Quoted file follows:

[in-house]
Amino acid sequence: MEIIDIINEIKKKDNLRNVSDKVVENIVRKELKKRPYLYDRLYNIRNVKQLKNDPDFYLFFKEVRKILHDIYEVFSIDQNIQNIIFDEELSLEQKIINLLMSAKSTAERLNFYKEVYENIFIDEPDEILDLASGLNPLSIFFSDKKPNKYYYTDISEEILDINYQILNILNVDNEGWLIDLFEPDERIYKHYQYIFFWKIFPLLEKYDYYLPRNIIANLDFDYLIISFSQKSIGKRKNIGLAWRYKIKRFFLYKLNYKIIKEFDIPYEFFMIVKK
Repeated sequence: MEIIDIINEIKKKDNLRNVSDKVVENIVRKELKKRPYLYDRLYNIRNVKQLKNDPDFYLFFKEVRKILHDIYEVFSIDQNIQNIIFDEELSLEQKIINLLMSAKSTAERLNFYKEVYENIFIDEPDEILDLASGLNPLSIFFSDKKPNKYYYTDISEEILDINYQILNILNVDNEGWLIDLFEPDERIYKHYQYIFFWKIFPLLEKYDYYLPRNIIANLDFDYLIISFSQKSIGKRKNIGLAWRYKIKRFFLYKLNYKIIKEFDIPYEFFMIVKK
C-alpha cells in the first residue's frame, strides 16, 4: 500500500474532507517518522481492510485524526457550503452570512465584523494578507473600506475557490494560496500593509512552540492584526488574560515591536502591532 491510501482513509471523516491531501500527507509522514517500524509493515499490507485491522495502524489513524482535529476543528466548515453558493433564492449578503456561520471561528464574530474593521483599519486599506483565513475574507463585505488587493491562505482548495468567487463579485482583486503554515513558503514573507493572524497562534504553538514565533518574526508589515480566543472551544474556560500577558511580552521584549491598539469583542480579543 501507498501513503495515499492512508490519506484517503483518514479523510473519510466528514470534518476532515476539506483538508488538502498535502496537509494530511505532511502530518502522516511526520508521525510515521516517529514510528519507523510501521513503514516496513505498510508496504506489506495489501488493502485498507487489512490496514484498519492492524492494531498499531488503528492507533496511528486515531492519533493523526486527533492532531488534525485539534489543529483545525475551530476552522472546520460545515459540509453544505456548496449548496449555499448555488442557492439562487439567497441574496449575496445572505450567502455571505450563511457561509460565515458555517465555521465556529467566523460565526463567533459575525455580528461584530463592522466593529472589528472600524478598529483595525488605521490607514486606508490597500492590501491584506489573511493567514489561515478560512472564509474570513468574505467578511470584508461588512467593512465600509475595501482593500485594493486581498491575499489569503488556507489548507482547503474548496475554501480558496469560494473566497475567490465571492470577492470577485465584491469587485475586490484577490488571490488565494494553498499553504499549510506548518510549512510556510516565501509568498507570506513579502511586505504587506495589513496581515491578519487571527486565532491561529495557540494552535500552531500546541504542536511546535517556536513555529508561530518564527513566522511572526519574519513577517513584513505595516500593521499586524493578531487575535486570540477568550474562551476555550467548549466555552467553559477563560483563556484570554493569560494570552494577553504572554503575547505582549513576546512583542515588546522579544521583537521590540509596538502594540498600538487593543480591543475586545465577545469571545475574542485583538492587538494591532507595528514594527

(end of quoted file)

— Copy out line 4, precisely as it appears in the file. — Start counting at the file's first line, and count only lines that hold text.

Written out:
C-alpha cells in the first residue's frame, strides 16, 4: 500500500474532507517518522481492510485524526457550503452570512465584523494578507473600506475557490494560496500593509512552540492584526488574560515591536502591532 491510501482513509471523516491531501500527507509522514517500524509493515499490507485491522495502524489513524482535529476543528466548515453558493433564492449578503456561520471561528464574530474593521483599519486599506483565513475574507463585505488587493491562505482548495468567487463579485482583486503554515513558503514573507493572524497562534504553538514565533518574526508589515480566543472551544474556560500577558511580552521584549491598539469583542480579543 501507498501513503495515499492512508490519506484517503483518514479523510473519510466528514470534518476532515476539506483538508488538502498535502496537509494530511505532511502530518502522516511526520508521525510515521516517529514510528519507523510501521513503514516496513505498510508496504506489506495489501488493502485498507487489512490496514484498519492492524492494531498499531488503528492507533496511528486515531492519533493523526486527533492532531488534525485539534489543529483545525475551530476552522472546520460545515459540509453544505456548496449548496449555499448555488442557492439562487439567497441574496449575496445572505450567502455571505450563511457561509460565515458555517465555521465556529467566523460565526463567533459575525455580528461584530463592522466593529472589528472600524478598529483595525488605521490607514486606508490597500492590501491584506489573511493567514489561515478560512472564509474570513468574505467578511470584508461588512467593512465600509475595501482593500485594493486581498491575499489569503488556507489548507482547503474548496475554501480558496469560494473566497475567490465571492470577492470577485465584491469587485475586490484577490488571490488565494494553498499553504499549510506548518510549512510556510516565501509568498507570506513579502511586505504587506495589513496581515491578519487571527486565532491561529495557540494552535500552531500546541504542536511546535517556536513555529508561530518564527513566522511572526519574519513577517513584513505595516500593521499586524493578531487575535486570540477568550474562551476555550467548549466555552467553559477563560483563556484570554493569560494570552494577553504572554503575547505582549513576546512583542515588546522579544521583537521590540509596538502594540498600538487593543480591543475586545465577545469571545475574542485583538492587538494591532507595528514594527